Liars have toured with No Age and Interpol, among other rock bands. But for last night’s performance at Webster Hall — a kickoff show for the band’s U.S. tour — the trio tapped experimental synth-wizard Oneohtrix Point Never (Daniel Lopatin) to open. WIXIW, Liars’ sixth LP, finds the band trading in guitars for jittery electronic soundscapes. (“I hated the idea of being related to blues,” frontman Angus Andrews remarked of 2010’s Sisterworld.) Hovering motionless over a DJ table, coaxing ghost-worn soundscapes from a pool of sampled synths and looped voices, Daniel Lopatin seemed a fitting icon for Liars’ newfound aesthetic. Coincidence?
Doubtful. When Liars took to the stage and launched immediately into the soft ambient hum of “The Exact Colour of Doubt”, you could mistake it for the lingering echoes of Lopatin’s set. The track offered a hushed, enveloping welcome to the world of WIXIW — a quieter, more measured place than Sisterworld’s barren L.A. or They Were Wrong’s witch-infested Brocken. “I’ll always be your friend,” Andrews sang over distant synth pads and pattering drum samples, greasy black hair veiling his eyes. “I’ll never let you down.” On his left, guitarist and multi-instrumentalist Aaron Hemphill stood hunched over a different arsenal of synthesizers. Behind him, drummer Julian Gross tapped out cautious, scattered snare hits on an electronic set.
From there, the trio lurched abruptly into the pitter-patter programming of “Octagon”—low, mumbled moans from Andrews, eerie keyboard lines from Hemphill — which seemingly hinted that they might continue with WIXIW in sequence. Instead, Andrews let out a ferocious, familiar howl and picked up a guitar for the first time during the set. His bandmates began pounding out “Let’s Not Wrestle Mt. Heart Attack” on two sets of tom-toms; the crowd roared accordingly: it was the first foray into Liars’ familiar spastic weirdness. From there, the band buried deep into their new material: the slippery, haunted “WIXIW” (Andrews spun in circles, hands high, during the synth rush), followed by the cluttered, rhythmless “Ill Valley Prodigies”.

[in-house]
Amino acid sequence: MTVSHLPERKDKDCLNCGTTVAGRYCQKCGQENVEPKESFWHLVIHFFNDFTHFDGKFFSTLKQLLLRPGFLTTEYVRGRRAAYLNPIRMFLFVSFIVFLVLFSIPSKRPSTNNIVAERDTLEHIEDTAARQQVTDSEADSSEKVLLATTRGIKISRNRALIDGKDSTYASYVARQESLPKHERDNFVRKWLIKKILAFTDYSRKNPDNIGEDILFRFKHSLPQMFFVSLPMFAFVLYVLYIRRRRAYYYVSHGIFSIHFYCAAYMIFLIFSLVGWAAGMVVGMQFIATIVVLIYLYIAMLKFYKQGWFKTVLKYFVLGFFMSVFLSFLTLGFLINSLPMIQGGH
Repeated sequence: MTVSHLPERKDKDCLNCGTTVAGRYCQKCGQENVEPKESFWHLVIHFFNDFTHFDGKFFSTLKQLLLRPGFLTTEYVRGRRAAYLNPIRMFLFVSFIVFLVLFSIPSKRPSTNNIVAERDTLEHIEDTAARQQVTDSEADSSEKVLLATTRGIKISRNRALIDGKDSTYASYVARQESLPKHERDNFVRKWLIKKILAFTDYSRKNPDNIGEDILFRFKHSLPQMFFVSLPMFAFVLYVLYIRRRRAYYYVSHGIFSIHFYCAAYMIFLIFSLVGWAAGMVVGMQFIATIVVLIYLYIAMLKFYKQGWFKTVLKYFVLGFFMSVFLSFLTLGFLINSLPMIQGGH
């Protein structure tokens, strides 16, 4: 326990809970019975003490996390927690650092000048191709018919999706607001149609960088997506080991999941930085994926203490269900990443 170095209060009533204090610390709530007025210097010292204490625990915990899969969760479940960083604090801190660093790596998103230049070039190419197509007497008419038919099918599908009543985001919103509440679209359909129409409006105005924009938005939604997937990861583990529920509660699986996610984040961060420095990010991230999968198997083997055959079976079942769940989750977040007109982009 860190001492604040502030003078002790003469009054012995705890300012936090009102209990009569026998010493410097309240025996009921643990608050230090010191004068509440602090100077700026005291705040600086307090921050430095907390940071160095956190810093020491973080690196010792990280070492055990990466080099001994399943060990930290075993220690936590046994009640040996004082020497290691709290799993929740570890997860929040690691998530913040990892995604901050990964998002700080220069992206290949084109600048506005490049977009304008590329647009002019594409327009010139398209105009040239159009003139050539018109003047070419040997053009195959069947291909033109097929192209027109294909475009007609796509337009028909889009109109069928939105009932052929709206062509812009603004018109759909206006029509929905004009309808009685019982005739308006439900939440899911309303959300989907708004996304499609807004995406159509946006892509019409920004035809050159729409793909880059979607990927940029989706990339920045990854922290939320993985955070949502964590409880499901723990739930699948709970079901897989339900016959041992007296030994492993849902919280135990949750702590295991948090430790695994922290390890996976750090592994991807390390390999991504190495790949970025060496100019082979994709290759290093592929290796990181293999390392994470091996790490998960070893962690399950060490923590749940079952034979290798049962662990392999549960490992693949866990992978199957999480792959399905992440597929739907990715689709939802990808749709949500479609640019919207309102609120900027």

That punkish energy reemerged throughout the set — surf-rock-in-hell anthem “Scarecrows on a Killer Slant” sounded particularly evil, matched only by “Plaster Casts of Everything” — but never during the WIXIW selections. This is smart, measured art-pop. Like Oneohtrix Point Never, Liars have fashioned texture into an ends unto itself. They have purged all that is “related to blues.”
Yet at Webster, the band compensated for WIXIW’s lush electronica by interjecting with the most piercing cuts from all five previous records. WIXIW isn’t just about texture (though Aphex Twin, Kid A, and Homogenic are all credible reference points). It’s a model of restraint, a mood piece of its own. During the encore, Andrews snarled through an especially vicious cut of “Broken Witch”. A crowd-member leapt onto the stage, joining in Andrew’s frantic gyrations. (“He, he, he is the boy!” Andrews pointed at the intruder.) A decade ago, critics labeled the band “dance-punk,” the hyphen denoting some unholy genre fusion. Now, the “dance” and “punk” genes seem oddly uncoiled.
Photography by Harley Brown.